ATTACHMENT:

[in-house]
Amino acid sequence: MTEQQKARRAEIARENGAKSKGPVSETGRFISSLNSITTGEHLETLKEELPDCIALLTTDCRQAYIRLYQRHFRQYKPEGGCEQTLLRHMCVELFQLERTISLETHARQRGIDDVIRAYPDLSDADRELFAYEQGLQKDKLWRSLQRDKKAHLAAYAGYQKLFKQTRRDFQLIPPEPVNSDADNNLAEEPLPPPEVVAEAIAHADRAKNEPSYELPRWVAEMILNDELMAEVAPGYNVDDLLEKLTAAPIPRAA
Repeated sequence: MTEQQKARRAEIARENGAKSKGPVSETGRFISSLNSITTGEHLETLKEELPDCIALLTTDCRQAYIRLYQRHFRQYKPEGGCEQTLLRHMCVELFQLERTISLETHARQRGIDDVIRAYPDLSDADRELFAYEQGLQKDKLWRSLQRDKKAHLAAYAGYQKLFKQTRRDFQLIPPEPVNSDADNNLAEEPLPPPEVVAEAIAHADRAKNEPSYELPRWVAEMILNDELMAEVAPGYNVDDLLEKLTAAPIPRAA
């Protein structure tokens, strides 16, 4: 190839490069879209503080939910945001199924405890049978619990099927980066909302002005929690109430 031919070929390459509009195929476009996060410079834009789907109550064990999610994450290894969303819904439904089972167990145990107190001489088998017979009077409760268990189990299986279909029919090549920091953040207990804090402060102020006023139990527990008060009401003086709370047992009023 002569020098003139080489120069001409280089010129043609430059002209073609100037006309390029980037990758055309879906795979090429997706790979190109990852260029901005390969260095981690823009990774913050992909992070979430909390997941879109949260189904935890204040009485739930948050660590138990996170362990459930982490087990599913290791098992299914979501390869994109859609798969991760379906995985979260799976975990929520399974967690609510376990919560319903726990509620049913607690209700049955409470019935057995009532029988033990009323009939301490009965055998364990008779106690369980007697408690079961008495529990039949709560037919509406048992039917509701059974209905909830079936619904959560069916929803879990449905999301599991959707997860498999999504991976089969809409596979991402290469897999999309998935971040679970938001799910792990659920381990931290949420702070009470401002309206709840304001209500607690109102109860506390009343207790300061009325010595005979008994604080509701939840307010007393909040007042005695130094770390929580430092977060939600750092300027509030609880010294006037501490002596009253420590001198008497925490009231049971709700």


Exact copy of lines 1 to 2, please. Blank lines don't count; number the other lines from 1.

[in-house]
Amino acid sequence: MTEQQKARRAEIARENGAKSKGPVSETGRFISSLNSITTGEHLETLKEELPDCIALLTTDCRQAYIRLYQRHFRQYKPEGGCEQTLLRHMCVELFQLERTISLETHARQRGIDDVIRAYPDLSDADRELFAYEQGLQKDKLWRSLQRDKKAHLAAYAGYQKLFKQTRRDFQLIPPEPVNSDADNNLAEEPLPPPEVVAEAIAHADRAKNEPSYELPRWVAEMILNDELMAEVAPGYNVDDLLEKLTAAPIPRAA